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July 02, 2011, 09:02:55 AM
 #250

Very well, not a gun. Would you actually torture someone to make them save someone else? Empty threats are just that. Don't pull out the weapon if you're not willing to use it.
You've never played poker have you? Bluffing is an effective tool in your arsenal, even in real life. You just have to know when to use it.

What I can and can't do is decided by courts after the fact. I am allowed to go very far to save and protect, but there is a line, and if I cross it I will go to jail.
Can I start executing people on the beach until someone saves the drowning man? Obviously not. Can I stab someone to get it done? Probably not. Hit you over the head a few times? Probably? Steal anything from you, including by force, to be able to save him myself? Likely.

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July 02, 2011, 09:25:45 AM
 #251

You've never played poker have you? Bluffing is an effective tool in your arsenal, even in real life. You just have to know when to use it.

What I can and can't do is decided by courts after the fact. I am allowed to go very far to save and protect, but there is a line, and if I cross it I will go to jail.
Can I start executing people on the beach until someone saves the drowning man? Obviously not. Can I stab someone to get it done? Probably not. Hit you over the head a few times? Probably? Steal anything from you, including by force, to be able to save him myself? Likely.

Well, yes, but this is about someone calling your bluff. Wink

I have to agree that what is OK and what is not is determined after the fact. In fact, just running up and grabbing a boat - regardless of ownership - I'd wager would be fine. But even hitting someone to make them save someone else... I donno. You'd probably have to pay damages. But those damages would probably be far less than the fine/jail time for the assault.

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JA37
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July 02, 2011, 09:46:39 AM
 #252

See, here's the thing, people like to come up with very arbitrary and specific situations to try to prove how anarchy would fail, but often these situations would be just as bad or worse under government.  For example, the situation with the drowning man.  If there is a man drowning in the ocean, and there are two people on the beach.  One of the people on the beach has a gun, but can't swim.  The other has a boat, but no gun.  The NAP says that the man with the gun should not force the man with the boat to save the drowning man.  However, most laws in countries I know of also say that you can't put a gun to a person's head to force them to do something unless you are the government.  So if the man with the boat does not want to help the man drowning the man with the gun will have to call the police and wait, and the man in the ocean will drown anyway.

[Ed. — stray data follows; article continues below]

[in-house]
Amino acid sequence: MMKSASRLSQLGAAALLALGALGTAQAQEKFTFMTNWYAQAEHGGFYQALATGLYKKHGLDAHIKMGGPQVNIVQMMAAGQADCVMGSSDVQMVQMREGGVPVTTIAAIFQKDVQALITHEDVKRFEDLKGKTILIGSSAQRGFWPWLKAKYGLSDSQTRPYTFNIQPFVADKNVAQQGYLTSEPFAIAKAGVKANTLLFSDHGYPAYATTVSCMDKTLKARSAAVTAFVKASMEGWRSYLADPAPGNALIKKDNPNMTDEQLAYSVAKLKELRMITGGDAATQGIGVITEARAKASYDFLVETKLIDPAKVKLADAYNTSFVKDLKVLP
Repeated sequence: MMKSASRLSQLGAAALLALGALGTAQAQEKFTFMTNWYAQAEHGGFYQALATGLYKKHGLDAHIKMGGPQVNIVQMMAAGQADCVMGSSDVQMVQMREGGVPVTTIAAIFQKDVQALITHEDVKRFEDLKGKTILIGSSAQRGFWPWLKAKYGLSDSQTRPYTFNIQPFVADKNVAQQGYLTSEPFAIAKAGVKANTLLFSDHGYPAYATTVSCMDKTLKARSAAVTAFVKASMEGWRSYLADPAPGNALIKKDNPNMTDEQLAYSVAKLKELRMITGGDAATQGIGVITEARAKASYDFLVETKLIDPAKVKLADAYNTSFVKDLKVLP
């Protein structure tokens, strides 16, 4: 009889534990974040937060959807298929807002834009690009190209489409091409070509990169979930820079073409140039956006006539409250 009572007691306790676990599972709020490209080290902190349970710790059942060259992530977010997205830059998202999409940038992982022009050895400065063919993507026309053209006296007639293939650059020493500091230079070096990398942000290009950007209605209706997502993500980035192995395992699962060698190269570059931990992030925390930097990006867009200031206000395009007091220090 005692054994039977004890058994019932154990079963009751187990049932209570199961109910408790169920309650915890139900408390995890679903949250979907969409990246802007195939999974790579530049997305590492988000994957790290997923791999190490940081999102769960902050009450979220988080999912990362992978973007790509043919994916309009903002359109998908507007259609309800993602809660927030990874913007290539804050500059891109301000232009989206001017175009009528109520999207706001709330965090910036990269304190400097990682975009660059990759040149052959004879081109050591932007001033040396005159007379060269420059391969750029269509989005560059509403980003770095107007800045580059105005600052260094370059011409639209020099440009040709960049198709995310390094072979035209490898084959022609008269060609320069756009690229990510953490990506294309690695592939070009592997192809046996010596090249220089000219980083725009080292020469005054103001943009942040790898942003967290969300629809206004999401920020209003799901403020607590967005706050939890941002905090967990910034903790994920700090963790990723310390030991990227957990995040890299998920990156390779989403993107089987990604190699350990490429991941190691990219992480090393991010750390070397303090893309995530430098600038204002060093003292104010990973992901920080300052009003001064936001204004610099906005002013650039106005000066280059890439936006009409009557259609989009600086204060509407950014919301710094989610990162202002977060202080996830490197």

The thing is it's pretty hard to imagine a situation like this, most people would care to help a drowning person, even for no monetary reward because of things like human empathy and compassion.  

+1.  Excellent points.  Critics somehow that us anarchists trying to form some sort of utopia.  But in the weakest utilitarian form, all it means to be an anarchist is that you believe that "Private courts/law/security are preferable to monopoly courts/law/security".  Again, it is simply a preference in its weakest utilitarian form of the argument.  (For right now I am ignoring moral arguments about self-ownership).  You don't even have to have a strong belief that anarchy would work or that it would last forever or that an anarcho-capitalist world would come about within the next millennium.  But since I strive for a better world, and since my logic and evidence lends me to believe that anarchy is preferable, therefore I call myself an anarchist and seek to bring it about (by promoting technologies such as bitcoin).

Quote
But say, for example under anarchy this situation exists and the man with the gun violates the NAP and forces the man with the boat to save the swimmer.  The man with the boat takes the man with the gun to court.  The court finds the man with the gun guilty of violating the NAP and essentially stealing the mans boat and time without paying for it.  He will then have to pay restitution for the amount that the man's time and labor and use of the boat was worth.  Perhaps, also some "emotional resitution" for putting a gun to the person's head but since the man wasn't physically hurt I doubt this would be that much.  

+1.  It gets worse under statism, since the state considers the armed boatjacking as a Statutory law - essentially a crime against the state - instead of only a common law offensive crime against the boat owner who momentarily had his boat seized.

Quote from: Wikipedia